The Hoboken City Council opted to table a resolution that would’ve disbursed the 770 Jackson Street payment in lieu of taxes funds at all schools, including the city’s three charters, during last evening’s five-hour meeting.
By John Heinis/Hudson County View
“The funds are due to the Hoboken Public School District, not the charter schools … The funding formula for the charter schools is based on the citywide tax levy and the PILOT takes the money out of that bid bucket before the calculation is made,” said Monika Cross.
As HCV noted yesterday, the resolution in front of the council last night would’ve allocated the revenue from the 770 Jackson St. PILOT, approximately $243,000, in the following fashion.
• 78.2% to the Hoboken Public School District
• 8.77% to the HoLa Charter School
• 7.72% to the Elysian Public Charter School
• 5.31% to the Hoboken Public Charter School
Some speakers expressed an openness to the three charters combining for less than one third of the PILOT monies allocated to the city’s schools.
“I think Councilwoman Fisher did a good job of sending out an email earlier today explaining the complex math that goes into charter school funding, but I think the important point … here is the way the charter schools funding is calculated, starts with the tax levy,” said 2nd Ward resident David Curtiss.
” … The funding formula for the charter schools is based on the citywide tax levy and the PILOT takes the money out of that bid bucket before the calculation is made.”
Still, others felt that this went against the intent of the PILOT agreement approved by the city in 2017 – although, one of the co-sponsors, former Councilman Dave Mello, said otherwise.
“There are numerous legal issues that make it abundantly clear that it would be against the law for the money under discussion in the PILOT agreement to be diverted away from teh Hoboken Public School District and towards Hoboken’s charter schools,” said parent and educator Schneur Newfield.
A sociologist, Newfield said that legal matters aside, he felt that was a significant issue on racial and social justice since “economic laws in this country do not usually favor those that are already disadvantaged,” noting that the public schools have the majority of the city’s low-income students.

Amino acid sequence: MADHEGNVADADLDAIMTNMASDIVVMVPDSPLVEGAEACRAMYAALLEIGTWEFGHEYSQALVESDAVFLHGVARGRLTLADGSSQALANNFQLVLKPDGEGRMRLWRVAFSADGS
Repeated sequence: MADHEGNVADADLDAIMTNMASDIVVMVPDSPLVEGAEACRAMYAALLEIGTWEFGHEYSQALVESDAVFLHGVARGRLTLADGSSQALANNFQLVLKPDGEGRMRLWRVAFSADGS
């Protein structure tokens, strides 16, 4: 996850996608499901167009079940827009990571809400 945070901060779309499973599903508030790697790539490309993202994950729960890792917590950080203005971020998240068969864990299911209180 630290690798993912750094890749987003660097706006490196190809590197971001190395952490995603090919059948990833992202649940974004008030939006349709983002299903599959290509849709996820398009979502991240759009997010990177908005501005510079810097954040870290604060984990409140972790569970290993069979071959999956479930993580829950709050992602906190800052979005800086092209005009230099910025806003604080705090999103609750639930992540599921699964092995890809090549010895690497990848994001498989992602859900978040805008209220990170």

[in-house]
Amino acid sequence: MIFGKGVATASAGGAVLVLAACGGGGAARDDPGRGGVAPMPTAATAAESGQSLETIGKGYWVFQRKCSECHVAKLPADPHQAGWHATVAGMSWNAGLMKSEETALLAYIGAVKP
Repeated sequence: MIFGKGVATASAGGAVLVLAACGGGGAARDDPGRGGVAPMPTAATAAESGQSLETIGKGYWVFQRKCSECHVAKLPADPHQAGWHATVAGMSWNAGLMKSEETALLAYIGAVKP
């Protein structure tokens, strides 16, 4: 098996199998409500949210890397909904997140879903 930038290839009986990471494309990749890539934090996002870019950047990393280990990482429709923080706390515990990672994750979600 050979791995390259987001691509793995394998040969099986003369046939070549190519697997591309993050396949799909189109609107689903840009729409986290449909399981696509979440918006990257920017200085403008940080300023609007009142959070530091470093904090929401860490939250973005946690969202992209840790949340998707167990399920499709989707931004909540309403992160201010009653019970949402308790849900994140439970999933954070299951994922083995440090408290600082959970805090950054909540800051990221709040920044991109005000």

The seesaw match continued for over three hours, with no signs of compromise in sight.
“Hoboken Charter School has been an amazing accelerant to my son’s development both academically and socially. As to the issue at hand, charter schools, just like public schools, rely on local tax levies,” noted Jeff Tennenbaum.
Vito Gagliardi, counsel for the Hoboken Board of Education for about the past decade, said the BOE “does not challenge the opportunity for charter schools to benefit from a PILOT program,” but continued that the resolution in front of the city council was “illegal.”
Additionally, Eduardo Gonzalez, a former Elysian Charter School board president, said that the resolution is meant to “alleviate the tax burden and tax loss on all public schools,” which has nothing to do with student enrollment.
He called the roughly 80-20 split “the most equitable and the most just.”
As the measure appeared to finally be coming up to a vote around 11 p.m., 3rd Ward Councilman Michael Russo, the other sponsor of the PILOT resolution along with Mello, pushed back on the notion that anyone was being shortchanged.
“This isn’t defunding anyone: this is gifting. We have no obligation to give any, zero, to any school system. But we, in 2016, not ’17, decided that’s what we wanted to do. As corporation counsel’s office clearly state in a memo, we in 2016 could not bind any future council,” Russo explained.
“This would have to be a recurring resolution year over year to continue that funding. So as Councilman Doyle stated, his a 1,000 percent correct in stating that it doesn’t matter what the intent was in 2016: we can do what we want right now!”
4th Ward Councilman Ruben Ramos, the sponsor of the resolution and also the chair of the education committee, said he hoped to reach an outcome where everyone can feel like a winner like they did in 2017.
Ultimately, the measure was pulled from the agenda and Ramos, through the education committee, will be in charge of bringing the four school district stakeholders together to reach a compromise.
Back on October 7th, Mayor Ravi Bhalla said that he felt the 770 PILOT Jackson St. PILOT deal “has no effect” on the city’s charter schools and, at least for now, it now appears that it will be up to the council to determine whether or not that’s true.